Having one of those spells at the moment when I don't know what to read and keep wittering and wombling and unsure which book to start. I always feel so guilty about this as when this happens I go back to re-reading an old and loved book and all those lovely copies sent to me by publishers are languishing in obscurity. I know I will get stuck in soon and this will pass so in the meantime I want to mention those I have recently received, not because I am swanking at all this stuff, but just to let everyone know what is out there. Here we go.
As you can see there is some interesting stuff there and top of the pile are two more little gems being republished by The British Library, The Cornish Coast Murder and the Lake District Murder by John Bude. This is the pseudonym of Ernest Elmore (1901-1057) who wrote thirty crime novels, all of which are now rare and highly collectible. Seems he was a co-founder of the Crime Writers Association and I am really looking forward to these.
Another book from the British LIbrary - The Angel of Charleston by Stewart MacKay tells us of the ife of Grace Higgins who arrived at the house of Vanessa Bell in 1920 and was to remain with the family for fifty years. My enthusiasm for the entire 'Bllosmbury' lot is luke warm to say the least but this is the kind of memoire that I like so I will see how I get on with it.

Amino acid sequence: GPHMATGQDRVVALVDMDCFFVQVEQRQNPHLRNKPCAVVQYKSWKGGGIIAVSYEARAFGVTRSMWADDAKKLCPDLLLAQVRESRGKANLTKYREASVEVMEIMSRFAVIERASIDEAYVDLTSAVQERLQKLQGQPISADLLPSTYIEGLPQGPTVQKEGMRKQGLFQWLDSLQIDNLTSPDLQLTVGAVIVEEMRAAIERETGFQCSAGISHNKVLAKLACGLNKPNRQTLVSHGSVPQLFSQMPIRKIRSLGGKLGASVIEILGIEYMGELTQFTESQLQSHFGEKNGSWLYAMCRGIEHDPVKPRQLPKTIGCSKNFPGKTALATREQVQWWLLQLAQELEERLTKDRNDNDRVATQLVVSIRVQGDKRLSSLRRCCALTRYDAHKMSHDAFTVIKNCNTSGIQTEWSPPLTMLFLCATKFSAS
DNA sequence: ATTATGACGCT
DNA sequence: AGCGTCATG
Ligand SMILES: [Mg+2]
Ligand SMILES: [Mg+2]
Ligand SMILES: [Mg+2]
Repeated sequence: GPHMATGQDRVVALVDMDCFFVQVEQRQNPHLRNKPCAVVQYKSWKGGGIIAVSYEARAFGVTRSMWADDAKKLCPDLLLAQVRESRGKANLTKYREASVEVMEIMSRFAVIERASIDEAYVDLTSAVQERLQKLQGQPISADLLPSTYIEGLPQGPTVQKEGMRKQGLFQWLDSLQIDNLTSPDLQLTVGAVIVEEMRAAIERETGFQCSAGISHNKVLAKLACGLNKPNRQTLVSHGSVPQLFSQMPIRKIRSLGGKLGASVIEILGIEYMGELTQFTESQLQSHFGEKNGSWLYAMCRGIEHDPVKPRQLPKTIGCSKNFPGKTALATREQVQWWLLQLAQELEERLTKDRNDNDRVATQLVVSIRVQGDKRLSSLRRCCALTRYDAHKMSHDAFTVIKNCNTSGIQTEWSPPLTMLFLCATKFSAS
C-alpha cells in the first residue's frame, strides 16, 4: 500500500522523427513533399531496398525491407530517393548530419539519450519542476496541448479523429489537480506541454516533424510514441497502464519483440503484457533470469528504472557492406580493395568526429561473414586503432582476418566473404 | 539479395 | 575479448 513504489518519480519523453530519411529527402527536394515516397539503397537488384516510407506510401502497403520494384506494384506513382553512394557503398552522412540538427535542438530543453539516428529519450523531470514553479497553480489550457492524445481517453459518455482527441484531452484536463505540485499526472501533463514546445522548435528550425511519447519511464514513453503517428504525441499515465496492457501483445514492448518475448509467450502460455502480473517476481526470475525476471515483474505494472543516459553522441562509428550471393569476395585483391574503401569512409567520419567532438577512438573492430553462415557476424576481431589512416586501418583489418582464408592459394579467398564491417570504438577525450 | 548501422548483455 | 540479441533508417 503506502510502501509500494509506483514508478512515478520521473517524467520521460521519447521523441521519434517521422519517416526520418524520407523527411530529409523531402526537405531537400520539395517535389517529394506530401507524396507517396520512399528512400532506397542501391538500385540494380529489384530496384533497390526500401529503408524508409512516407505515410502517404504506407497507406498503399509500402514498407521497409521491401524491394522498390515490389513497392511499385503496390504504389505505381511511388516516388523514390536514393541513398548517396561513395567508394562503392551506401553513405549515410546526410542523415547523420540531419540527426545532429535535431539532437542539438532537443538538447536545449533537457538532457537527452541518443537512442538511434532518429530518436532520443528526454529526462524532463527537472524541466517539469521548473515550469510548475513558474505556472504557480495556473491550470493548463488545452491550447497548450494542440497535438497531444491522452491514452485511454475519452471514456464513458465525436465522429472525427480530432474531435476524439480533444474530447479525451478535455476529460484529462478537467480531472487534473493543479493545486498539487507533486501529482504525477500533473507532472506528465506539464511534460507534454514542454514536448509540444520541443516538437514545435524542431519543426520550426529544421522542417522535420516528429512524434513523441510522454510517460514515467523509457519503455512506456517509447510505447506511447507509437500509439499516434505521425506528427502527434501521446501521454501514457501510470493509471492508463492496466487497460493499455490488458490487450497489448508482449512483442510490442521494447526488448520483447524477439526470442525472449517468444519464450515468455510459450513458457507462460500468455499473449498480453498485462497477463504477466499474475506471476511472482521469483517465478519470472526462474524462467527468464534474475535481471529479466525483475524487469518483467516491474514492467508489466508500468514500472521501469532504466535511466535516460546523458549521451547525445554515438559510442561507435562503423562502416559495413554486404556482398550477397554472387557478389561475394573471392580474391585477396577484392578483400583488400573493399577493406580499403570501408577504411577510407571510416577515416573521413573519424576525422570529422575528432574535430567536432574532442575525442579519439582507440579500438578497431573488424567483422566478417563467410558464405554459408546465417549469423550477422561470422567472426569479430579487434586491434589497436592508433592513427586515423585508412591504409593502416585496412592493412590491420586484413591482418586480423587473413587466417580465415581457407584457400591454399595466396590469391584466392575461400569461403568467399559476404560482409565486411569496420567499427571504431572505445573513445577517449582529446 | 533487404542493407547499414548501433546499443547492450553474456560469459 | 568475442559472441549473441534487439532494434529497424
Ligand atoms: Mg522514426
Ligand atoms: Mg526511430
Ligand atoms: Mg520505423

Two books by Jane Thynn, the Winter Garden and Black Roses both set in 1930s Berlin and featuring Clara Vine, an actress who becomes a secret agent. Sounds promising.
The Ruby Slippers by Keir Alexander tells the story of Rosa, an old bag lady in New York, who shuffles around the streets with her filthy dog, avoided by all who meet her. Every effort to get her to talk or even take a bath has failed and then she is knocked over during a parade and while in hospital and in a coma, Michael, her nephew, visits her squalid and filthy flat and there among the piles of junk, he comes across the Ruby Slippers from the Wizard of Oz. How is that for a cracking start then! I have started this one and I can see that it is going to be a goodie.
The Coral Island by Ballantyne is in this pile and I have read and reviewed this and, judging by the comments I have received about this title, it has brought back many memories of childhood reading. Published by Hesperus, who are a delightful publishers producing beautiful little editions of books which are lovely to hold and read. They were kind enough to send me, in addition to the Ballantyne, Fighting France by Edith Wharton, one of my favourite writers and looking forward to this as well.
So many to read and I must also mention that in this pile is book by Nicola Slade, The Dead Queen's Garden, and she is the only author I know who had had somebody being murdered by a euphonium.....